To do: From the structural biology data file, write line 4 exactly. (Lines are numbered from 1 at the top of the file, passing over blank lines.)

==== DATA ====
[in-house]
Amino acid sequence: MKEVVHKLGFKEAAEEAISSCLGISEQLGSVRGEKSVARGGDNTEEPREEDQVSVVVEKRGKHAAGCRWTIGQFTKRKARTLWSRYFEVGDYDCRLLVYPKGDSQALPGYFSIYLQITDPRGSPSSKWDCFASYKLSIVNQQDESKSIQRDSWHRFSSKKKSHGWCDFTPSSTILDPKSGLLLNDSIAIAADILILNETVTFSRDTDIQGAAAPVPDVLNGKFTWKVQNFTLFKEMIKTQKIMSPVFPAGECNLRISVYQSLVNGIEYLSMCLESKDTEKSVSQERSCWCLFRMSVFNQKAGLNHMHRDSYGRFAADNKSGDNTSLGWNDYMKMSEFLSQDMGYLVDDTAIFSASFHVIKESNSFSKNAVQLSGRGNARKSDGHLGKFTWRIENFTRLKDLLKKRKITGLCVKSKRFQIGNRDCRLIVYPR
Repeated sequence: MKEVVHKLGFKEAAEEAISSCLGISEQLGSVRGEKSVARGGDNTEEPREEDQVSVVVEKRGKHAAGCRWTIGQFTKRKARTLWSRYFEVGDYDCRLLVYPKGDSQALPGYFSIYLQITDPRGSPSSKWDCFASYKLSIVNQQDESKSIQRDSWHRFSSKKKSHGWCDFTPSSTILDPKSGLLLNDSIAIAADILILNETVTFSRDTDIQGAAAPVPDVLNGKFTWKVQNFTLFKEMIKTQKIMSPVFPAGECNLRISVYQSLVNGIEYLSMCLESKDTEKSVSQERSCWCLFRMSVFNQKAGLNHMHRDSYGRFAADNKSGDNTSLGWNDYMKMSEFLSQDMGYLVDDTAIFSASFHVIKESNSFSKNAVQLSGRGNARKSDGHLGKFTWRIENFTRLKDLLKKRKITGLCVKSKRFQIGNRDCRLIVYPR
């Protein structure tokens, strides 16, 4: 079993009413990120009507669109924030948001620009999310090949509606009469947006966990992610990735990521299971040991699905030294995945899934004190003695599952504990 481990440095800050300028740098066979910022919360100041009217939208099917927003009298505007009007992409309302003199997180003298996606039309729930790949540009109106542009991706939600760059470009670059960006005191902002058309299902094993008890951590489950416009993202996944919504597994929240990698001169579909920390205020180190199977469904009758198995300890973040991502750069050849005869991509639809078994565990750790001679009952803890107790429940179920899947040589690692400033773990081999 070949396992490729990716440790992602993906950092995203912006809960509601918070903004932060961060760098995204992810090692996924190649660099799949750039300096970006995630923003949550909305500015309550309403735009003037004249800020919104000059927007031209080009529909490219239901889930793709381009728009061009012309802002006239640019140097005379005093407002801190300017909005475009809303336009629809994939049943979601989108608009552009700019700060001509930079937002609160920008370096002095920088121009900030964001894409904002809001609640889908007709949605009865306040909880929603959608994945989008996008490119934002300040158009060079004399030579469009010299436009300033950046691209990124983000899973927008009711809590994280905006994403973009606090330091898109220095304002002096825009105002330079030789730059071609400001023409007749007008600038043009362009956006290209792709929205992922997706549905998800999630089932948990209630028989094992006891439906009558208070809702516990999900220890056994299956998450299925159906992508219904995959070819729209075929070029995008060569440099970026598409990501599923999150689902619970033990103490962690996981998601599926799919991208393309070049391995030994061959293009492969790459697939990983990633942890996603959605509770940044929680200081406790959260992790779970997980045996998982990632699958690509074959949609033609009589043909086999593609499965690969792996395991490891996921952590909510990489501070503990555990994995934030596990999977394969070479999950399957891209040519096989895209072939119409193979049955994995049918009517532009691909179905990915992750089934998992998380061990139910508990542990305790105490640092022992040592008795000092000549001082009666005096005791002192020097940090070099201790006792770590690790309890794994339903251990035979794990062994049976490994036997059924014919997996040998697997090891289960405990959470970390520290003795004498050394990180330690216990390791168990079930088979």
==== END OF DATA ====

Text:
């Protein structure tokens, strides 16, 4: 079993009413990120009507669109924030948001620009999310090949509606009469947006966990992610990735990521299971040991699905030294995945899934004190003695599952504990 481990440095800050300028740098066979910022919360100041009217939208099917927003009298505007009007992409309302003199997180003298996606039309729930790949540009109106542009991706939600760059470009670059960006005191902002058309299902094993008890951590489950416009993202996944919504597994929240990698001169579909920390205020180190199977469904009758198995300890973040991502750069050849005869991509639809078994565990750790001679009952803890107790429940179920899947040589690692400033773990081999 070949396992490729990716440790992602993906950092995203912006809960509601918070903004932060961060760098995204992810090692996924190649660099799949750039300096970006995630923003949550909305500015309550309403735009003037004249800020919104000059927007031209080009529909490219239901889930793709381009728009061009012309802002006239640019140097005379005093407002801190300017909005475009809303336009629809994939049943979601989108608009552009700019700060001509930079937002609160920008370096002095920088121009900030964001894409904002809001609640889908007709949605009865306040909880929603959608994945989008996008490119934002300040158009060079004399030579469009010299436009300033950046691209990124983000899973927008009711809590994280905006994403973009606090330091898109220095304002002096825009105002330079030789730059071609400001023409007749007008600038043009362009956006290209792709929205992922997706549905998800999630089932948990209630028989094992006891439906009558208070809702516990999900220890056994299956998450299925159906992508219904995959070819729209075929070029995008060569440099970026598409990501599923999150689902619970033990103490962690996981998601599926799919991208393309070049391995030994061959293009492969790459697939990983990633942890996603959605509770940044929680200081406790959260992790779970997980045996998982990632699958690509074959949609033609009589043909086999593609499965690969792996395991490891996921952590909510990489501070503990555990994995934030596990999977394969070479999950399957891209040519096989895209072939119409193979049955994995049918009517532009691909179905990915992750089934998992998380061990139910508990542990305790105490640092022992040592008795000092000549001082009666005096005791002192020097940090070099201790006792770590690790309890794994339903251990035979794990062994049976490994036997059924014919997996040998697997090891289960405990959470970390520290003795004498050394990180330690216990390791168990079930088979």